Casting pointer type

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I see a piece of OpenCV code:

float *huedata = (float *)hue.data;

where hue is created by Mat hue(Size(640,480),CV_32FC1)

The hue.data returns a pointer uchar*, but I don't see why put (float *) instead of (float) in front of hue.data and also why need to cast to float rather keep using uchar?. Anyone can help explain this?

1 Answers

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Jonathan Heard On Best Solutions

A pointer to a float is a completely different type of value to a float itself. This can be hard to grasp if you aren't used to pointers, so let me explain.

hue.data (as a pointer) holds a number which is an index to a location in memory. Let's say, for instance, that hue.data holds the number 187. That means that it represents the 187th byte of memory. Now, lets say that the value stored at that memory location is the value 3.14. What you actually care about that value 3.14.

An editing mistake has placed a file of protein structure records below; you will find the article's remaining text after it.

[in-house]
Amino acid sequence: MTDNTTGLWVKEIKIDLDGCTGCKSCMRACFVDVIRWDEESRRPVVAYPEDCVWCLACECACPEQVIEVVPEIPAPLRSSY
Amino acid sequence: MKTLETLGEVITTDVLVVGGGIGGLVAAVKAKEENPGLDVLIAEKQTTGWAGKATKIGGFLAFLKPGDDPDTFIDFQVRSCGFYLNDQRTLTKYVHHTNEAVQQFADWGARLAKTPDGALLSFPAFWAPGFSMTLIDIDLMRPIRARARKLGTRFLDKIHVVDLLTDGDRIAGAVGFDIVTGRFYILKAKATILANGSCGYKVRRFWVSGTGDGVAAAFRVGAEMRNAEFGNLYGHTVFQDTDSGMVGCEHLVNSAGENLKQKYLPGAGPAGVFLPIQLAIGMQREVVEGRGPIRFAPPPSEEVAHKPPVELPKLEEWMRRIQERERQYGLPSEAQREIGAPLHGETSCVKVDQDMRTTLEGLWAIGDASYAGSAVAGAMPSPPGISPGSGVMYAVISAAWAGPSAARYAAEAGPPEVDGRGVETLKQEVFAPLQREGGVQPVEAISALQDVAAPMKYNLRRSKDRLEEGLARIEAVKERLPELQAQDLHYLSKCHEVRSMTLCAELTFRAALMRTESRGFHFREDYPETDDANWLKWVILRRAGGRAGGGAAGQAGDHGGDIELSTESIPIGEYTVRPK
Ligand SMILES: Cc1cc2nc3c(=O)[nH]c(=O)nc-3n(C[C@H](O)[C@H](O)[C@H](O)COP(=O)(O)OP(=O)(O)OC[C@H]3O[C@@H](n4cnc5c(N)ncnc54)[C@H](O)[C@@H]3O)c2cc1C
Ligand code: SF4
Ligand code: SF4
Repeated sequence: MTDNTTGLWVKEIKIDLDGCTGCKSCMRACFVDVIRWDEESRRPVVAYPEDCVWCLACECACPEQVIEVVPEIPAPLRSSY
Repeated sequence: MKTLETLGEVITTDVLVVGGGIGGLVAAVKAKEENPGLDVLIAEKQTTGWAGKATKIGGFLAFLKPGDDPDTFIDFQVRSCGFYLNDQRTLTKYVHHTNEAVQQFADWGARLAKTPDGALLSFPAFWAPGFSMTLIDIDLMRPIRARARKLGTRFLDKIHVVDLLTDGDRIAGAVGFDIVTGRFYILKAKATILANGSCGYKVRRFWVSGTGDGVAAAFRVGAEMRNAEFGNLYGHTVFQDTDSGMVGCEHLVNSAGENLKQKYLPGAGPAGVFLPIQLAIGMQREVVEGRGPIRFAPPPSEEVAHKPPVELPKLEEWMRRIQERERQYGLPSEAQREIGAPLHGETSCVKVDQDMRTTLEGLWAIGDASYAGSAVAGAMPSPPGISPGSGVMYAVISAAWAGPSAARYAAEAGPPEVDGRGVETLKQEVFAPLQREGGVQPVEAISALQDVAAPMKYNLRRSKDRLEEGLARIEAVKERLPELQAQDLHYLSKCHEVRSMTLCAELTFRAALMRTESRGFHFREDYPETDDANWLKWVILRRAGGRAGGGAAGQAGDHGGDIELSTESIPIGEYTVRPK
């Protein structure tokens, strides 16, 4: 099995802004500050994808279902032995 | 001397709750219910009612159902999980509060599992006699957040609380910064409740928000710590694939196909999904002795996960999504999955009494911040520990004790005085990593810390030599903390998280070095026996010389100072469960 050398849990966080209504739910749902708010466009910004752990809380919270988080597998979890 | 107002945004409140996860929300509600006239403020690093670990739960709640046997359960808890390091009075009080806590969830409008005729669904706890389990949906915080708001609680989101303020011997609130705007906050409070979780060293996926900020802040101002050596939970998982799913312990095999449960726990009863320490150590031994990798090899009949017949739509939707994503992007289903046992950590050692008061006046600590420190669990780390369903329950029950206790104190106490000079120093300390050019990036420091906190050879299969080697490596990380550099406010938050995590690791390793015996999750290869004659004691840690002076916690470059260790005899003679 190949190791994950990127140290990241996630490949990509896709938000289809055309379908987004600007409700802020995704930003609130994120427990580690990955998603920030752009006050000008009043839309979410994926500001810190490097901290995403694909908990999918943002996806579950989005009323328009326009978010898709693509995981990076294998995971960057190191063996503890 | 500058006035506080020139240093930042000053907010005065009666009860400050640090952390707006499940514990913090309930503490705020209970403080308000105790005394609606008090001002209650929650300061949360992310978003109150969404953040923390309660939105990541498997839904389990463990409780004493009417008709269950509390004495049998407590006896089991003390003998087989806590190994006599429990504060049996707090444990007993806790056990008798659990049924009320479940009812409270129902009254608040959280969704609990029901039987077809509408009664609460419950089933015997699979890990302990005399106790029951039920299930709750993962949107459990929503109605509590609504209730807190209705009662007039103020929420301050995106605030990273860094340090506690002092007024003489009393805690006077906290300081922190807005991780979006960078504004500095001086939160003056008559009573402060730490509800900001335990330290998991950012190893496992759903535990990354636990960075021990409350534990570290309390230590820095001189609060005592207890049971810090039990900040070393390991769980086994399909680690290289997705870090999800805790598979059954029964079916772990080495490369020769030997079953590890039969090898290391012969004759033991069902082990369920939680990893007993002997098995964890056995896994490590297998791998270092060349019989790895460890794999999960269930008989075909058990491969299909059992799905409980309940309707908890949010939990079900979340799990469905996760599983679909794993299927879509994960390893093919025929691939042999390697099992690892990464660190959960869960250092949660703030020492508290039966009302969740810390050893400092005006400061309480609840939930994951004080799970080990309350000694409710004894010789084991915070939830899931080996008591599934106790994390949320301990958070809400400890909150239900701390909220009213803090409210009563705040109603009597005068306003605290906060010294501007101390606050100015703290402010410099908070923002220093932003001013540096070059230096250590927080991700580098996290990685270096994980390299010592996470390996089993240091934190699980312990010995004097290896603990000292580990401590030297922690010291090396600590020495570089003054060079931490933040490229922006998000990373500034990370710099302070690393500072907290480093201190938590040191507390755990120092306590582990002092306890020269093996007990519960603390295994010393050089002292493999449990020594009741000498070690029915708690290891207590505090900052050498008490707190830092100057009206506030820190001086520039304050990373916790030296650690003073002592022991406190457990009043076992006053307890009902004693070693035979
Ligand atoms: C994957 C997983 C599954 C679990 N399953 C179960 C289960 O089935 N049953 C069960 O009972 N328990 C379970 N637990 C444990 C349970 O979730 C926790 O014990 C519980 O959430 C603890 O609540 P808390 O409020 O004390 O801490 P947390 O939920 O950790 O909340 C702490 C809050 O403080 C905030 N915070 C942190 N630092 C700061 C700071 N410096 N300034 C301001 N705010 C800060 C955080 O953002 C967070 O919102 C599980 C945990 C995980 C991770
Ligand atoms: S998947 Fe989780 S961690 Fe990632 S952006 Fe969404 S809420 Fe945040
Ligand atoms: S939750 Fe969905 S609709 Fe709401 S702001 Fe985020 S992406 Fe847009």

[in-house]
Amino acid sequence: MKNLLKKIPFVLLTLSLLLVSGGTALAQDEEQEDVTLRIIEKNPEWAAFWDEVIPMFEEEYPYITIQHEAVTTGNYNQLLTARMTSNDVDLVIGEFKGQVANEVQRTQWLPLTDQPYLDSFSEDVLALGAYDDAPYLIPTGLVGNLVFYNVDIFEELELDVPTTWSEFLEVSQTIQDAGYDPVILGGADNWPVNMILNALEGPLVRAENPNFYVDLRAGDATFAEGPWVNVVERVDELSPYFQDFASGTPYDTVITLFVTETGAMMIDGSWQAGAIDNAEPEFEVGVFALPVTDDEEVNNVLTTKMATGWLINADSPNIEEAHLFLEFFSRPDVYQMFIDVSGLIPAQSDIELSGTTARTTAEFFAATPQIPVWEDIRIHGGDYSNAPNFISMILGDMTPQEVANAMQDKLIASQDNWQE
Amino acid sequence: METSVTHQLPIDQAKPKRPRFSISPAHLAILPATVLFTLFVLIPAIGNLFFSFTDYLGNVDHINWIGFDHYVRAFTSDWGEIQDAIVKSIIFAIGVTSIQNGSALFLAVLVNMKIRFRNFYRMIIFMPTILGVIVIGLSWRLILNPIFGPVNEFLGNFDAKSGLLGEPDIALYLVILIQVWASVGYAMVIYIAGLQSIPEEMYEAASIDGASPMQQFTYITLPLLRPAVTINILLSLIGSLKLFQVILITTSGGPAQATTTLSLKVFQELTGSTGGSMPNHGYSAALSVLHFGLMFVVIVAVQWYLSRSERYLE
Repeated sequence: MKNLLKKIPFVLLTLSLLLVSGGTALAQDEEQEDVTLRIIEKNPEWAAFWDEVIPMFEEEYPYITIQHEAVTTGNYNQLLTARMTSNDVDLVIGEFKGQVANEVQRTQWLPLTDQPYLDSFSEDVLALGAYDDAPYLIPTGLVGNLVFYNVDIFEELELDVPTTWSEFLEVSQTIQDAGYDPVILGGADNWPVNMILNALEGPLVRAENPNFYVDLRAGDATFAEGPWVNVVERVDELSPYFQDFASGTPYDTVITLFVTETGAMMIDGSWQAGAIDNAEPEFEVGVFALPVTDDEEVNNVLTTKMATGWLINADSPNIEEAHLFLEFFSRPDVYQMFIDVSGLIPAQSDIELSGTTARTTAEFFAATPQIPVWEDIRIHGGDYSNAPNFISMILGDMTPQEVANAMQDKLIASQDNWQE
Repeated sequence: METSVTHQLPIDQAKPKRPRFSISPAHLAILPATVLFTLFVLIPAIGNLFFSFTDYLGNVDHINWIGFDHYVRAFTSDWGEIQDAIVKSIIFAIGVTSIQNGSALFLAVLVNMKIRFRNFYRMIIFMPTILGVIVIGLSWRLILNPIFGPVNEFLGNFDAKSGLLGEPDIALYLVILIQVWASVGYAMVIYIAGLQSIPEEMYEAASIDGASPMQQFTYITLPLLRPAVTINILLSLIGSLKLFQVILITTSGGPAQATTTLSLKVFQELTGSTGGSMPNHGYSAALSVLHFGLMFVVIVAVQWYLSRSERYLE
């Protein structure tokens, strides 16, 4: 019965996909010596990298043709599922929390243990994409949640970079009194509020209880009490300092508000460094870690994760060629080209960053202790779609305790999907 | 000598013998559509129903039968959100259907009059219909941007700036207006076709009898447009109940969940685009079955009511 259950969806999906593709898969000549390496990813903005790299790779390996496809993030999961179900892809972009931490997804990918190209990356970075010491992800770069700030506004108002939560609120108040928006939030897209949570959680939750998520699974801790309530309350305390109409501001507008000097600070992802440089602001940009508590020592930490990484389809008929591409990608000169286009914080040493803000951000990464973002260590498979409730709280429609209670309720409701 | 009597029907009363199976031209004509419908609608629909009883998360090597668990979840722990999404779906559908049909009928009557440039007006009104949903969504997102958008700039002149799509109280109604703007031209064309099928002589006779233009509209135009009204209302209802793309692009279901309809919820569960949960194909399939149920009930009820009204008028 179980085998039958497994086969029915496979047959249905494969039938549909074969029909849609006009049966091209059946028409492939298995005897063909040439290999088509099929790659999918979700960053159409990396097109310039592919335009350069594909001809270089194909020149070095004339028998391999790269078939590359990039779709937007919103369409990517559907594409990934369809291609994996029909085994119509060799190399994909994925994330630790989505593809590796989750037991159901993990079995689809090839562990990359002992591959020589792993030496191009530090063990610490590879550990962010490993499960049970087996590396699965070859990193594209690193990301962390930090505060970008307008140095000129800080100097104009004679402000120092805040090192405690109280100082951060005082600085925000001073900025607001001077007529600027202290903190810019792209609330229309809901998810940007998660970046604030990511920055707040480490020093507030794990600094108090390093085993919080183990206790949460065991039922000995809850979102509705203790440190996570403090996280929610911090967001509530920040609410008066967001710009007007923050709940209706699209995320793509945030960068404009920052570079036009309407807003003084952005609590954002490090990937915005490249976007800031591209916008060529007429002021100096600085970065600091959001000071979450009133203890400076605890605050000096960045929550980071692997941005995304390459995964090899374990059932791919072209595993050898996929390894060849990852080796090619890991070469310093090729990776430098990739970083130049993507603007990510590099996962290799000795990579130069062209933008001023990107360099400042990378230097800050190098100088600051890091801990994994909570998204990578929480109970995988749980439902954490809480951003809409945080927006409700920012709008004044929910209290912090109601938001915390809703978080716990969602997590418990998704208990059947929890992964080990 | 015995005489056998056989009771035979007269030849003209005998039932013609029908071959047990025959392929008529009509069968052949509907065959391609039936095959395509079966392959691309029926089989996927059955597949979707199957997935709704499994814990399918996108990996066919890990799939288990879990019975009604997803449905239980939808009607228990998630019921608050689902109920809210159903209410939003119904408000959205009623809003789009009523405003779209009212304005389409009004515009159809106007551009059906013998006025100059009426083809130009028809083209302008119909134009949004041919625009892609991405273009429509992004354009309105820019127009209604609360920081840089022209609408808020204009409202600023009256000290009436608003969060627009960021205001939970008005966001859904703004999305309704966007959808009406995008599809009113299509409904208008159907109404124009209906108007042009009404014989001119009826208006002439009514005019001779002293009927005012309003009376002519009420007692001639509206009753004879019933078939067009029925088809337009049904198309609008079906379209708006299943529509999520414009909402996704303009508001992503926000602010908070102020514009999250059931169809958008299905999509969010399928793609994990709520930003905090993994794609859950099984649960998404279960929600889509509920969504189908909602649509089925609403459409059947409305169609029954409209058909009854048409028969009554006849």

Here is what you suggested:

float huedata = (float)hue.data;

After this line, you will have a variable huedata which stores the number 187, since that is what was copied from hue.data. The value 3.14 is completely ignored.

Here is what was originally written:

float *huedata = (float *)hue.data;

After this line, you will have a variable huedata which stores the number 187, but is a pointer, which means it points to the memory location where you can find the value 3.14. Thus you still have access to the value 3.14, which is what you really care about.

As for casting from (uchar*) to (float*). Since pointers are just numbers representing memory locations, casting from one pointer type to a different one just means considering the value at that memory address a float instead of a uchar. This is probably done because hue.data can represent different kinds of values in different circumstances, so they typed it as uchar, expecting the user to retype based on the circumstance.